This is a solid B for me. It misses a B+ by nature of the dialog that either some of the actors couldn’t handle, or a ball-dropping by the production team. Mysteries, especially, need lines you can understand. You want to be carried along guessing whodunnit and howdunnit. The film also lacks a certain energy: things get bogged down in the middle. This might have been from difficulties translating all the important details/red herrings from the Orient Express novel to the screen.

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A Google user

July 11, 2019

I’ve loved this app for years and use it at the theater and home. Super easy to use and so helpful to know when it’s a good time to run for the restroom. I notify my kids when it’s close to time, so I don’t end up running them to the restroom multiple times. (Updated review from 4 to 5 . I’d had an issue with the app while at the theater and it was quickly resolved with FANTASTIC customer service. Thanks, RunPee!)

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Did you correctly guess who the killer was?

Movie Grade: B

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Movie Review – Murder on the Orient Express

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4 responses to “First View Movie Review – Murder on the Orient Express (No Spoilers)”

  1. Since you like this you might want to check out the David Suchet Hercule Poirot series . He has done all 34 Agatha Christie Hercule stories over 20+ years. David plays the role quirkier than Branagh and I like him better but that may be because I watched him for many years before seeing Branagh. As I write this you’d have to rent it but it periodically comes on a subscription streaming service.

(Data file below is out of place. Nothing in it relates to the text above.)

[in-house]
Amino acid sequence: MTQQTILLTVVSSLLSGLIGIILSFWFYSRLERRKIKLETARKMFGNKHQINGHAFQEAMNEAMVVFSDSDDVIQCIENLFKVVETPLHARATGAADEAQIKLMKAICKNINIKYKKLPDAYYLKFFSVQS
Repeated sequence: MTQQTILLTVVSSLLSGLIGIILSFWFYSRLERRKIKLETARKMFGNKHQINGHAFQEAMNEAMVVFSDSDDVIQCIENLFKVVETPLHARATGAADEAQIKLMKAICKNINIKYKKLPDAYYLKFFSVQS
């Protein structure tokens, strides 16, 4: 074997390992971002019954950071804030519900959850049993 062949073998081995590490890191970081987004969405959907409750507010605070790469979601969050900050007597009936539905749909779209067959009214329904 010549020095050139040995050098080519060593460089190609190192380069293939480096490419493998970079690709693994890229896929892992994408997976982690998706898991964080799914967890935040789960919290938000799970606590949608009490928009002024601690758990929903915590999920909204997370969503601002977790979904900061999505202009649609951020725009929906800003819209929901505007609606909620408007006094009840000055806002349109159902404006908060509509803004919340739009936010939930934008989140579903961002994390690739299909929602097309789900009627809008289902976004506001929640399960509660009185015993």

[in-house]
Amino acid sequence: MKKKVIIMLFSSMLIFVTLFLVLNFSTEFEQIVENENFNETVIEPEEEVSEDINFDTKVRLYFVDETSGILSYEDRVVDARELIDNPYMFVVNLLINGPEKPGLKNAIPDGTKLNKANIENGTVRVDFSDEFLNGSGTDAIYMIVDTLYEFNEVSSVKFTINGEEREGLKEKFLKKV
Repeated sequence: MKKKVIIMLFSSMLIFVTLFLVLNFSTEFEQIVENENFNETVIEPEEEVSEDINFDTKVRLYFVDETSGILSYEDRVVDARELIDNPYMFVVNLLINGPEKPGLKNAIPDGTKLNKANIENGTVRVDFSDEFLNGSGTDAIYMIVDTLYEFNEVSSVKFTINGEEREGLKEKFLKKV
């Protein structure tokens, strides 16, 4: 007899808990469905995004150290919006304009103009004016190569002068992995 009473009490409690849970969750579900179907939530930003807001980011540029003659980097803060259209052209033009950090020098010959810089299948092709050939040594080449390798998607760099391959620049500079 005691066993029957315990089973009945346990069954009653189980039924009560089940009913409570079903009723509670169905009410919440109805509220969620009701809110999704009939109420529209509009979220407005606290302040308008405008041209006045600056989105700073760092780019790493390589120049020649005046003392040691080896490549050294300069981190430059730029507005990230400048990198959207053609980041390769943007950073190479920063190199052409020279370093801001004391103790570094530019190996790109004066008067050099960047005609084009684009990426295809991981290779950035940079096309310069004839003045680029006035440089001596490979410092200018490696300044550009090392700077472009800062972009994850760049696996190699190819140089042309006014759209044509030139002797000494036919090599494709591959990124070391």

2. @Michael, thank you! This looks right up my alley, and I appreciate your adding a new series for me to check out. Quirky is awesome. The smartest people can often be obsessive and strange, and I like that in my characters.

    Do you you prefer the basic story of Orient Express, Death on the Nile, or something else?

  3. I didn’t care for the way Orient Express ended – I don’t want to say to much. I liked Nile better. I really like Knives Out and the story about Agatha Christie doing detective work of her own, Agatha and the Truth of Murder. Even though neither were written by her I didn’t know until I check.

    There are a number of the one’s done by David Suchet I really liked, but it has been so long I can’t name them.

  4. @Mjprocopio, thanks for your knowledgeable thoughts. I think I liked Orient Express bc I guessed the ending (again, one early clue I thought made it obvious, and another clue later on was also implying the truth).

    And I totally want to take this sumptuous, glorious train ride now. Probably too expensive to be a real Bucket List item, but it makes for a lovely fantasy.

    I’m glad Nile should be even better!

    We really adored Knives Out here at RunPee. All of us had to see it to make Peetimes that didn’t offer important clues (or important red herrings).

    This is one of the best, most insightful comment threads on RunPee, about hidden clues in Knives Out: